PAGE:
Sulan Kolatan and William MacDonald on the blast5 vehicles
In her book entitled "On Longing" Susan Stewart notes that "the
metaphors of the book are metaphors of containment, of exteriority and
interiority, of surface and depth, of covering and exposure, of taking
apart and putting together."
The metaphors of the box, like the book, are metaphors of containment
and miniature. The vehicle, on the other hand, represents a
self-contained world while at the same time availing itself as a means
of transport. The car and the computer terminal are two vehicles. This
categorical doubling puts into question the metaphors of containment
alluded to above.
The late-twentieth century offers a proliferation of such vehicles which
at first glance appear to share certain attributes. Firstly, there is
the presence of interiority, whether it involves the actual provision of
enclosure or merely the referencing of an intimate realm by operating
within close range of the body. Secondly, these vehicular object/spaces
display a distinctly "molded" morphology which in turn is linked to
their relation to the human body, their ability to transport and the
means of production from which they stem. Thirdly, these vehicles are
driven by high speed. Fourthly, they are controlled by small
semi-automatic bodily motions, and so forth. On the other hand, the
spaces across which they transport and the systems that bind them are
gigantic in scale.
Jameson refers to this problem of incommensurability as the fundamental
form problem of the twentieth century. How is the relation between a
large number of very small, very similar entities and colossal
structures presently constructed? The miniature vehicle and the
gigantic spatial structure are programmatically connected through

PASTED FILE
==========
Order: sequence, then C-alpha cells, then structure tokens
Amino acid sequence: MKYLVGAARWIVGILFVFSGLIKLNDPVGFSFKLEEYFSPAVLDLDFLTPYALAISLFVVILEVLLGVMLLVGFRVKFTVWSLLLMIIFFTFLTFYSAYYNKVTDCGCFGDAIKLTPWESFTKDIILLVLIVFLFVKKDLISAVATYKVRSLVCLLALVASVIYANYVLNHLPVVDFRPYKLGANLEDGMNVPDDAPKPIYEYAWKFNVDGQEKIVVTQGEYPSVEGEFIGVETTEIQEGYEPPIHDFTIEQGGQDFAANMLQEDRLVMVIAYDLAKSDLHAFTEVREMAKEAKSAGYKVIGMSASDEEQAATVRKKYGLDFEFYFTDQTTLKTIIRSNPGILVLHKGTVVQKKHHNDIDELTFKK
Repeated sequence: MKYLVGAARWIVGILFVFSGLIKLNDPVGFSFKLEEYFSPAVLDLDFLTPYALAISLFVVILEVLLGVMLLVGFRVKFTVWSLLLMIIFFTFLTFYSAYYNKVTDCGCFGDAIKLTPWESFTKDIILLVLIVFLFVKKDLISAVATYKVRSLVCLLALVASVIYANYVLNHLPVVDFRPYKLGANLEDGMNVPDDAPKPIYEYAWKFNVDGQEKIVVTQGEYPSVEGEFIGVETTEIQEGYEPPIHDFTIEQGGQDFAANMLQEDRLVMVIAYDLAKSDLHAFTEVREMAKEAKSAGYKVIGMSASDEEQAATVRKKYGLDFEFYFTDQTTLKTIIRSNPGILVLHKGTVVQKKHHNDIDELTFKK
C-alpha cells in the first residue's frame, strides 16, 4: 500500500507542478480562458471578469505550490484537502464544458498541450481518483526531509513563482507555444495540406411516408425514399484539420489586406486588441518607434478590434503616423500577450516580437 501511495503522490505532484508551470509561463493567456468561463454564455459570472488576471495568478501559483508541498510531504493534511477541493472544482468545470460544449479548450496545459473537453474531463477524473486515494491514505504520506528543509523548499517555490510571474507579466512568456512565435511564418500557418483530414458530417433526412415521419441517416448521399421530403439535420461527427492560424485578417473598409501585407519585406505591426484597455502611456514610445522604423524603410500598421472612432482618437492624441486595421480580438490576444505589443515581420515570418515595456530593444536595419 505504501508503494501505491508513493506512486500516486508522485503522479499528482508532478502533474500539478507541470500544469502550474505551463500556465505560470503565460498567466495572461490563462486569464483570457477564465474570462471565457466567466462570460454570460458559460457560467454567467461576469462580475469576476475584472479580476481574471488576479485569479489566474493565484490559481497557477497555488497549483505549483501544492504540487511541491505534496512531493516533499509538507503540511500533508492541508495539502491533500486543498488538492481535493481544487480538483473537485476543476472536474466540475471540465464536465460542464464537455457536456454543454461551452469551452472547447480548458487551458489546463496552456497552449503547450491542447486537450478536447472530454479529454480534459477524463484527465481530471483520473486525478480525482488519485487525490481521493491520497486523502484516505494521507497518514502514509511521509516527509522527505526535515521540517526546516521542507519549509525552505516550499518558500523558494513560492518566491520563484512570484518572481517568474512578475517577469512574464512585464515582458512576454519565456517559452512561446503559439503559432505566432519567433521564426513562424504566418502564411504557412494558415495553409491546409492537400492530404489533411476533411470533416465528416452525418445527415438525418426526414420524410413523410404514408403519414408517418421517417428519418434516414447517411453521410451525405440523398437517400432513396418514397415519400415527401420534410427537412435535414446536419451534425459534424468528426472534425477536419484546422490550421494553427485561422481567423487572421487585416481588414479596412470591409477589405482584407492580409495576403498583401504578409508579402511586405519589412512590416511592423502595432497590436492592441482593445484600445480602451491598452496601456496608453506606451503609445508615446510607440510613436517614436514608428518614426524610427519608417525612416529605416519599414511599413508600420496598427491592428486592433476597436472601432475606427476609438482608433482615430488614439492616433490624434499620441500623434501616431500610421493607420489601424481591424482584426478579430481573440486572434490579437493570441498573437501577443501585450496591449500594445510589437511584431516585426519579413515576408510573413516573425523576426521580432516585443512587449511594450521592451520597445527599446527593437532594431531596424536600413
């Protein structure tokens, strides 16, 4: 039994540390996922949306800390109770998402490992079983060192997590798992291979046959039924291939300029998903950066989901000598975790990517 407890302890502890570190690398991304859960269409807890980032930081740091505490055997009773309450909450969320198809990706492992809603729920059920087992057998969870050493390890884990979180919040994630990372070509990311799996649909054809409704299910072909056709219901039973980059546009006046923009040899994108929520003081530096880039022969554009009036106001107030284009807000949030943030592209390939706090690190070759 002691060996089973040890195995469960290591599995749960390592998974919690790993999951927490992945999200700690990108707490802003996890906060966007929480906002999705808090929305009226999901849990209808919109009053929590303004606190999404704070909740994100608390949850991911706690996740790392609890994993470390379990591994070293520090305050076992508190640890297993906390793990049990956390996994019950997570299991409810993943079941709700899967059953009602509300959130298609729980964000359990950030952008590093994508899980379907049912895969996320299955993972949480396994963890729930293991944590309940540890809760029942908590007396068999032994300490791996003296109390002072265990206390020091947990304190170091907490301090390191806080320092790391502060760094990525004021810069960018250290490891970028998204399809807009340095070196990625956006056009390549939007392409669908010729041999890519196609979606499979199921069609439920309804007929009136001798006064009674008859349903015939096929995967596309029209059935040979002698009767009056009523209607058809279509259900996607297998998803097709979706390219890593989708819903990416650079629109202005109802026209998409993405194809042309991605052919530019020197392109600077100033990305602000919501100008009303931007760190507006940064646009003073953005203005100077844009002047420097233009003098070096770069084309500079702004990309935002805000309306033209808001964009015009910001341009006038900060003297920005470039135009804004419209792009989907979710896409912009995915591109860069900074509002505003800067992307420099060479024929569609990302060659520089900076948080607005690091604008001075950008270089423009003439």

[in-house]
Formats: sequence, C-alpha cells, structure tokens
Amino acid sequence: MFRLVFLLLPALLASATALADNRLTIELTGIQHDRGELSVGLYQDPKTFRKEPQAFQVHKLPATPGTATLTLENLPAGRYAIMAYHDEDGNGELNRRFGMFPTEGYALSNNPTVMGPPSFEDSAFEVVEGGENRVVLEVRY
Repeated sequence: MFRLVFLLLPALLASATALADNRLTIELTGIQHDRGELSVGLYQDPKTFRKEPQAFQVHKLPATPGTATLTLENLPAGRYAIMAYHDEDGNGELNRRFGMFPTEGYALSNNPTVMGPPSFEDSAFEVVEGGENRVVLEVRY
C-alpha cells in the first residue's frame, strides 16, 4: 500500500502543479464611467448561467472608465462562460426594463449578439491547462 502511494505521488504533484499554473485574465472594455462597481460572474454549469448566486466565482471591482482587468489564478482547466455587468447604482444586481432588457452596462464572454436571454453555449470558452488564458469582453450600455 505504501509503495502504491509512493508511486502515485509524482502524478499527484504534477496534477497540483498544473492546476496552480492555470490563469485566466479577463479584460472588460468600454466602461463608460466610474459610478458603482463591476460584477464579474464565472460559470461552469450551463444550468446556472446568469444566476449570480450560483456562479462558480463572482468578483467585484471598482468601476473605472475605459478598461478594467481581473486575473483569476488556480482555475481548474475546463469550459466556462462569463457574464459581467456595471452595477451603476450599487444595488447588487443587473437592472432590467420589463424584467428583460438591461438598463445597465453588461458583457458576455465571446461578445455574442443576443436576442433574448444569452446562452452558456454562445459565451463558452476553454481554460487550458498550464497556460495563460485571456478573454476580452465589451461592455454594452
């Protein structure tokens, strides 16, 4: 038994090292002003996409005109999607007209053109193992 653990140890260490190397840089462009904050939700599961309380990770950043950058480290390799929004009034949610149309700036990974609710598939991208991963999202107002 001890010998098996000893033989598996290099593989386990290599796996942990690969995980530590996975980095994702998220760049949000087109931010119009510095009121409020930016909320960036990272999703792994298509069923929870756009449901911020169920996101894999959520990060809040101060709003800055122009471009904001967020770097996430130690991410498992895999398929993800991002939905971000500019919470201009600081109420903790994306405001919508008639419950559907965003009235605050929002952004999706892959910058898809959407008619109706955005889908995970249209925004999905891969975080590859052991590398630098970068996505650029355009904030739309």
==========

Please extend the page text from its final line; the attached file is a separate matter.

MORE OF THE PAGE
artificially constructed protocols rather than through a
container/contained relationship. What other scenarios for this
miniature/gigantic interdependency can be proposed? Can the colossal
structure be conceived in terms of the small entities it contains?
The blast5 vehicles are built in different sizes as formally self-
similar, i.e., similar in quality and quantity of articulation. Rather
than possessing a predetermined scale or significance, the blast5
vehicle assumes a particular scale and significance in association with
(m)any everyday context(s) or in relation to some other thing or space.
This is not to say that it is neutral. On the contrary, it would be
more accurate to describe it as a cumulative index of multiple codes.
This initial generative information has been assembled from a range of
existing transportation/immersion vehicles and their codes and
protocols. Each new vehicle was produced by incorporating several
existing vehicular morphologies (such as a mouse, telephone receiver,
and car seat). Although the latter were selected from a multitude of
scales they were adjusted to each other in size, and their particular
hybridizations were informed by qualitative coincidences of volume and
surface articulations. The potential programmatic appropriation of
these new vehicles–their new identity, as it were–is intended to be
influenced in part by their performance value at varying scales and
within various interrelations of spaces and objects. One such possible
scenario is constructed in the smaller room of the gallery. Here, the
vehicle is present to the visitor as a small object on a table and a
projected architectural interior, in reference to which the object could
also be regarded as a "model." The same set appears to the eye of the
camera as a considerably larger object placed upon what seems to be a
ground merging into the projected space. In addition to these two
situations there are other spatial layers to and from the blast5 web
site, as well as to the stageset vehicle, all of which converge into an
extended feedback system that allows for multiple interventions.
The blast5 vehicle is a player's item, a user's item, and a collector's
item. In operating in the capacity of varying agencies it is
simultaneously TOY, PROP, INSTRUMENT, OBJECT, and SPACE.